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What is My Baby Saying?

Discover How Babies Learn Language

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mother closely talking to her baby

Your baby's vocal repertoire has been developing from birth. As it changes from little animal-like grunts and lip smacks to a banter in what sounds like some strange foreign language, you're probably wondering, What does it all mean? And how is this baby going to transition from gobbledygook to normal English?

Babbling babies don't just lack vocabulary - they're still physically unable to form the sounds of our language, or any language, for that matter. When your newborn squawks, she’s exercising her pipes and beginning to make the connection between her actions and what comes out of her mouth.

At about 4 to 6 months, the babbling begins - babies start stringing together sounds as their tongue and lips become adept. Sounds that are simplest to form come first – Ms and Ds, for example; it’s probably no coincidence that most babies say “Mamamama” and “Dadadada” first, and as you respond to what sounds like your name, your baby learns that "mamamama" means you! Some slightly more challenging early consonants include Bs, Gs, Hs, Ks, Ps and Ws. Your child may even repeat a sequence of two syllables.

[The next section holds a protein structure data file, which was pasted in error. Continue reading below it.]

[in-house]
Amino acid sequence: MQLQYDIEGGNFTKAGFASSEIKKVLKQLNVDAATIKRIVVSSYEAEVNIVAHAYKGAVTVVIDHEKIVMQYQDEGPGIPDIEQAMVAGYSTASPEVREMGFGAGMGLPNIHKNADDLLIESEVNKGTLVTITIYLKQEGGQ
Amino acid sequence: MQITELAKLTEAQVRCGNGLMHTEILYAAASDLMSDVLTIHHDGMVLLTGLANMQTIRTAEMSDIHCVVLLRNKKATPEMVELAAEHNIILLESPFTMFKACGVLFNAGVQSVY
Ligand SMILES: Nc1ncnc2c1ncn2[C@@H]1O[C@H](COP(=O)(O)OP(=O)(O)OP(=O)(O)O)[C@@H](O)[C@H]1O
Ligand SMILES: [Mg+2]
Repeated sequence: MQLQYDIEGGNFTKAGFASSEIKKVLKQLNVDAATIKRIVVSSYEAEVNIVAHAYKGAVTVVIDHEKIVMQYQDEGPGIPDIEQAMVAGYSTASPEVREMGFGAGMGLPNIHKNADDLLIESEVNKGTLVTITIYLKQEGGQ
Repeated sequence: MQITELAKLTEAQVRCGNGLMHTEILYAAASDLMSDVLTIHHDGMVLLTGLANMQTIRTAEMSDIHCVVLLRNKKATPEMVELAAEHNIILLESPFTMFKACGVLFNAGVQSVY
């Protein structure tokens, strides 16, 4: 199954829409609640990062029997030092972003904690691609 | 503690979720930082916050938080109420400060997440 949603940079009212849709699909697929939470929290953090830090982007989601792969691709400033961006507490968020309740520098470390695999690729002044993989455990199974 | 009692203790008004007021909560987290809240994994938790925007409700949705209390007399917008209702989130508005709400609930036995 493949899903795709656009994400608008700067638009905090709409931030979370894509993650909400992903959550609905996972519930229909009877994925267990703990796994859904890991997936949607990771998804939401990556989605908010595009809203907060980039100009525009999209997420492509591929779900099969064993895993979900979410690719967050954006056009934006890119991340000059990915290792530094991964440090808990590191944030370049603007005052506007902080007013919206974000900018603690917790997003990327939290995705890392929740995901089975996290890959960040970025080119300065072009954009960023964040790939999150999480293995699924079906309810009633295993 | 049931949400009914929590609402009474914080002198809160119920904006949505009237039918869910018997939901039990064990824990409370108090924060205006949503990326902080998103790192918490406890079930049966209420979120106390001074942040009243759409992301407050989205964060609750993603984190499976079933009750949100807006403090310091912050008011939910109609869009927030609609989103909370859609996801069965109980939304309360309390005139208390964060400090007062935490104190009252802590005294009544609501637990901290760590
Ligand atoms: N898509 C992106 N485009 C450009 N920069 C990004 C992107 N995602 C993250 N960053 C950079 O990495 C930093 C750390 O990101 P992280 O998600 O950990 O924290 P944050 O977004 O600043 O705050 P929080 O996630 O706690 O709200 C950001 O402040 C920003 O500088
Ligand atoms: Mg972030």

Though it may seem like a language unto itself, babble doesn’t really mean anything. (Don't worry, your little one is learning how to get her point across: At about this same age, pointing becomes an effective way for her to make her demands known.) Still, by hearing herself babble, your baby learns that moving her tongue and mouth in a certain way will produce specific sounds. That’s why it’s so important for a child to hear well. If she can’t hear herself babble and learn the connection between, say, the position of her tongue behind her top teeth and the sound "th," her speech development could be impaired.

Next: Common First Words

 
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